Optimism about private markets culturally remains near a 50 year low especially among Millennials and the usual identity political groups. The 100 trillion Paris cost in these sectors and groups is viewed as a positive. Reverse “trickle down” belief systems. “I’ll get my share of the government mediation process”. Then there is the moral superiority of “saving the planet” and imagined revenge against “market based capitalism” and those associated. AGW policy is a Marxist anti-Americanism narrative.
Punishing “nationalist” America is central to populist globalism via Paris both in the US and around the statist worshipping globe.

May 3, 2017 12:50 pm

I hope people sign the CEI Paris exit petition that is easy enough to find.
A good week to call or write the White House;
It might do no good but the track the comments. It takes seconds to write. They only have 10 operators taking calls and the hold time around 10 minutes is common. I still think calling is more effective over time.
I can’t prove this but Greenshirts make the calls while imagined skeptics seldom do. It’s a sociological assessment that I’ve reached this conclusion. Keep it simple;
“Exit Paris Climate agreement as promised or I/we will never vote for you again.” Gets to the point. It’s not like they’re taking editorial notes.

May 3, 2017 1:18 pm

“Both Ivanka Trump and Kushner advocate remaining part of the U.N. Framework Convention on Climate Change, even though the president has repeatedly criticized the global warming deal.”
Who the devil voted for Ivanka Trump and Kushner;
how the devil reelecting them.
Carrying brains uphead to keep their Backbones stiff.

Reply to  kreizkruzifix
May 3, 2017 2:42 pm

“Both Ivanka Trump and Kushner advocate remaining part of the U.N. Framework Convention on Climate Change” Nothing but rumor and innuendo so far. Show me their quotes. This is a common tactic of the MSM to seed doubt and misdirection about peoples’ intentions. It may be true though but I doubt Trump would give into his daughter and husband on a matter that was part of his platform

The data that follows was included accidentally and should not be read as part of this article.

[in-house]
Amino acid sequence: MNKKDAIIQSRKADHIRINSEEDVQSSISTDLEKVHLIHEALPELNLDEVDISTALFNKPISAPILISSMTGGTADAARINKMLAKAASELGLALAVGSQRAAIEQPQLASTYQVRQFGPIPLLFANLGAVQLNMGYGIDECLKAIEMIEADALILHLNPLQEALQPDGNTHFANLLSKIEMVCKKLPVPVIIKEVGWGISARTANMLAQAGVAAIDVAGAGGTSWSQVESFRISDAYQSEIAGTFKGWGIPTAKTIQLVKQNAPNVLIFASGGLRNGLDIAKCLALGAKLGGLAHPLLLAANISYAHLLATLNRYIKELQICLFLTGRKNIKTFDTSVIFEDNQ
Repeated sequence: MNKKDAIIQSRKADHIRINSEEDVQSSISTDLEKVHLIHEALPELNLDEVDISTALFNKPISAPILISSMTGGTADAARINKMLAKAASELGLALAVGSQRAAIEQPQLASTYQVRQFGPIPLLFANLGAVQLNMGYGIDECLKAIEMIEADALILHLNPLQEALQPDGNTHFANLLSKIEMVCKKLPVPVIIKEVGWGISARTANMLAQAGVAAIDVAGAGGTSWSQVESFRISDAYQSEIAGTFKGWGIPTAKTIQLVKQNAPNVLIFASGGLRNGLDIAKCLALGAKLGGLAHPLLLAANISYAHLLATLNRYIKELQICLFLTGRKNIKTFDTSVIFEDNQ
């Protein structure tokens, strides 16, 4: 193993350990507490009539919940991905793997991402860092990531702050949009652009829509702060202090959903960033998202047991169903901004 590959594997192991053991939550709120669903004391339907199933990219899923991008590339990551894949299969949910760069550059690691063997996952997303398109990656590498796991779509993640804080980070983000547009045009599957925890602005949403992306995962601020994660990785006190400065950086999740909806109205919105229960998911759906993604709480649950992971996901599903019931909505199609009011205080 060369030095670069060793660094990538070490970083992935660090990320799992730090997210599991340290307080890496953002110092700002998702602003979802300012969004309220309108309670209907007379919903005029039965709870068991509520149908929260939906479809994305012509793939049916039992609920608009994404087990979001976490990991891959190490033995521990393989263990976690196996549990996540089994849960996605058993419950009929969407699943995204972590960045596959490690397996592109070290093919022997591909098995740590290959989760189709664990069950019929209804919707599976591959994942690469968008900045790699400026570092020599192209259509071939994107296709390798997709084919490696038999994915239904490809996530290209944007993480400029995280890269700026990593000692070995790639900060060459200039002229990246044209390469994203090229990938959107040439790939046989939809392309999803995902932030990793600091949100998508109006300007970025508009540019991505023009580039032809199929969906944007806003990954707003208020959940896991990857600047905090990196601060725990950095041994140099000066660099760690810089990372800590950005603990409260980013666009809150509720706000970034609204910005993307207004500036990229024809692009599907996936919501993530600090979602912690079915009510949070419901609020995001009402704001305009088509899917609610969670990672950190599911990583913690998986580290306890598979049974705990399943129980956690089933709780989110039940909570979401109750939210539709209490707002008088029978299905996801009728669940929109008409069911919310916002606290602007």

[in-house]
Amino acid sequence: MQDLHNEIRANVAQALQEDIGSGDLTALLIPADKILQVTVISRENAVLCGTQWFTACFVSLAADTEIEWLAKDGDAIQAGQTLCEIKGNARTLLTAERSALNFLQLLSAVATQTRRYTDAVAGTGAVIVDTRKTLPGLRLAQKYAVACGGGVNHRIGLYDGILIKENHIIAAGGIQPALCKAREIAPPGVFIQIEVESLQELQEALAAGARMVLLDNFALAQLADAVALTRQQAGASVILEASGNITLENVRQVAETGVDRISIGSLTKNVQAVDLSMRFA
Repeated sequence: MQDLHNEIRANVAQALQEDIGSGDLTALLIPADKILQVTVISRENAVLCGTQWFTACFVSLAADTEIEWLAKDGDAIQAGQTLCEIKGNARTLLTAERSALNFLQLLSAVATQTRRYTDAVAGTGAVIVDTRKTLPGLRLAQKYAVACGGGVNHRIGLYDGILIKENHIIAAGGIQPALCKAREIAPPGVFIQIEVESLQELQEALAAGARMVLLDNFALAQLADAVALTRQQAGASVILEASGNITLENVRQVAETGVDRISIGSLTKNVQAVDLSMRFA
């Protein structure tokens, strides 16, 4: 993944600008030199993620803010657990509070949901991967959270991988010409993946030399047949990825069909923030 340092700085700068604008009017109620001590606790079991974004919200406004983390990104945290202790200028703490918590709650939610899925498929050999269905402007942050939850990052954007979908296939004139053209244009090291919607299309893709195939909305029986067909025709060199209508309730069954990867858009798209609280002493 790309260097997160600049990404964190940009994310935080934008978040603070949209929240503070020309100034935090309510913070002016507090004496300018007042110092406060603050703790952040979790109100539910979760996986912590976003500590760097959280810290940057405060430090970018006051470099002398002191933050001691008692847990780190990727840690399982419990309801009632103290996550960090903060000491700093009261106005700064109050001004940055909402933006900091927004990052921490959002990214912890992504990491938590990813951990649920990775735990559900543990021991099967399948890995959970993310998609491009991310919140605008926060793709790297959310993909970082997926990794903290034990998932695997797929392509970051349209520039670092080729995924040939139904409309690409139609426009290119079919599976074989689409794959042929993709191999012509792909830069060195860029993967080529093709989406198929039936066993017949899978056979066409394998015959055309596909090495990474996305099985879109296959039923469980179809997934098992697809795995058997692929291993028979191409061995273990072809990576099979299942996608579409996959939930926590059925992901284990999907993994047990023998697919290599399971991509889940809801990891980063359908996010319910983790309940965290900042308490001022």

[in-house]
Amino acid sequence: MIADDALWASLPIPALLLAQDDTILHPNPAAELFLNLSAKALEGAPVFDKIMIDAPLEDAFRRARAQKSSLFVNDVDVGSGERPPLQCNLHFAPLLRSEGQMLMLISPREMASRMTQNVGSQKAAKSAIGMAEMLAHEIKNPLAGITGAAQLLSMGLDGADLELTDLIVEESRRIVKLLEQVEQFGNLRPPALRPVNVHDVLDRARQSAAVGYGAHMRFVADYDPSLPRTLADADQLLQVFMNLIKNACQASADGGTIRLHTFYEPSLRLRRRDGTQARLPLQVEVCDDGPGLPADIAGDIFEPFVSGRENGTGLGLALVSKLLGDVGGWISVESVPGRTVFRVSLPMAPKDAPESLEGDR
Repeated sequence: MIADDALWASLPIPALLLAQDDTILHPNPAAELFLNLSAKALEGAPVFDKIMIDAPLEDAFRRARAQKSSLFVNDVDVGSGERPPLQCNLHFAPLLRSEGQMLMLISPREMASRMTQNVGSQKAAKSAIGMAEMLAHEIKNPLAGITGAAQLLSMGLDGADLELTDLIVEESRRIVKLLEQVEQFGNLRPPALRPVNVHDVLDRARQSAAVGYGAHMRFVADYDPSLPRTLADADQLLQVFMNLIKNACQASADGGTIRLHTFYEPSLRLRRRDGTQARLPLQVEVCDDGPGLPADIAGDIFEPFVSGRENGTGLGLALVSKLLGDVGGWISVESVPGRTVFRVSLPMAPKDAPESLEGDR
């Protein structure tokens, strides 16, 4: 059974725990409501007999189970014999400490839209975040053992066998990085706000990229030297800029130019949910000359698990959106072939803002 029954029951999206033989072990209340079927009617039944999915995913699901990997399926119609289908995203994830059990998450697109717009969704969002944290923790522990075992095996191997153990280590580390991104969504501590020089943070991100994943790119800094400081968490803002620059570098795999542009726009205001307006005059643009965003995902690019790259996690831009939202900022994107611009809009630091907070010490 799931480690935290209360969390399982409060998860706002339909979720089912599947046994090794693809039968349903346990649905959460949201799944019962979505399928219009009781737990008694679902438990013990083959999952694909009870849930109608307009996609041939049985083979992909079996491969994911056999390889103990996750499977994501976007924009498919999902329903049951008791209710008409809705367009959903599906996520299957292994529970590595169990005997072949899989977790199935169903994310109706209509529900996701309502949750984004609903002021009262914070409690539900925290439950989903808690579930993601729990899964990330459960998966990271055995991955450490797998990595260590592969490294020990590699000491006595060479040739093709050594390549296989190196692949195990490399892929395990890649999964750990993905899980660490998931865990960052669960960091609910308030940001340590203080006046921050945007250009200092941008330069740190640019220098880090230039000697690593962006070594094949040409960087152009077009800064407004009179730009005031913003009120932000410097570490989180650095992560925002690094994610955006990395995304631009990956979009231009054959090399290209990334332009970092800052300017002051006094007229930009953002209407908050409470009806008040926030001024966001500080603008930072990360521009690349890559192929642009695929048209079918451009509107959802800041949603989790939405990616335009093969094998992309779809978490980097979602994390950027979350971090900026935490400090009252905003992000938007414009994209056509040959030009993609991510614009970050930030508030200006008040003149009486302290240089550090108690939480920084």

Reply to  markl
May 15, 2017 4:02 am

Mark, even the FBI doesn’t see through Trump’s ways to decisions.
However – thanks for your reply.

May 3, 2017 1:38 pm

The difference is proud, civil courage:

michael hart
May 3, 2017 1:51 pm

An agreement to solve a problem that doesn’t exist with an expensive (for the US) solution that won’t work, even by its own standards, and wouldn’t be followed by most of the world.
Just do it, Donald. Put it out of our misery and send a message that the stupidity is being rolled back, slightly. The lamentations, wailing, and gnashing of teeth is already always at 11 anyway. They have nothing worse to say than what has already been said. It is time for the ghost of exaggerations-past to start haunting them.

May 3, 2017 1:52 pm
The holy St. Augustinus himself was a deepest sinner leaving his mother alone on the north african shore when boarding a ship across the Mediterranean Sea heading to Rome.
Bigotry, selfishness.

May 3, 2017 2:30 pm

Do it!!

May 3, 2017 2:50 pm

The organic food trucks should be making a killing off the price mark ups and extra foot traffic of the marches for politicized science etc.

May 3, 2017 3:09 pm

Why not recognize it as a Treaty and have the Senate vote on it?

Bruce Cobb
Reply to  David Green
May 4, 2017 4:36 am

Because it isn’t one. Why elevate the piece of garbage to a status it never had and never will?

Science or Fiction
May 3, 2017 3:18 pm

I think the new administration should cut the crap.
Obama was not entitled to enter into that treaty without the consent of the congress.

May 3, 2017 4:25 pm

Hold all related press conferences in Minot.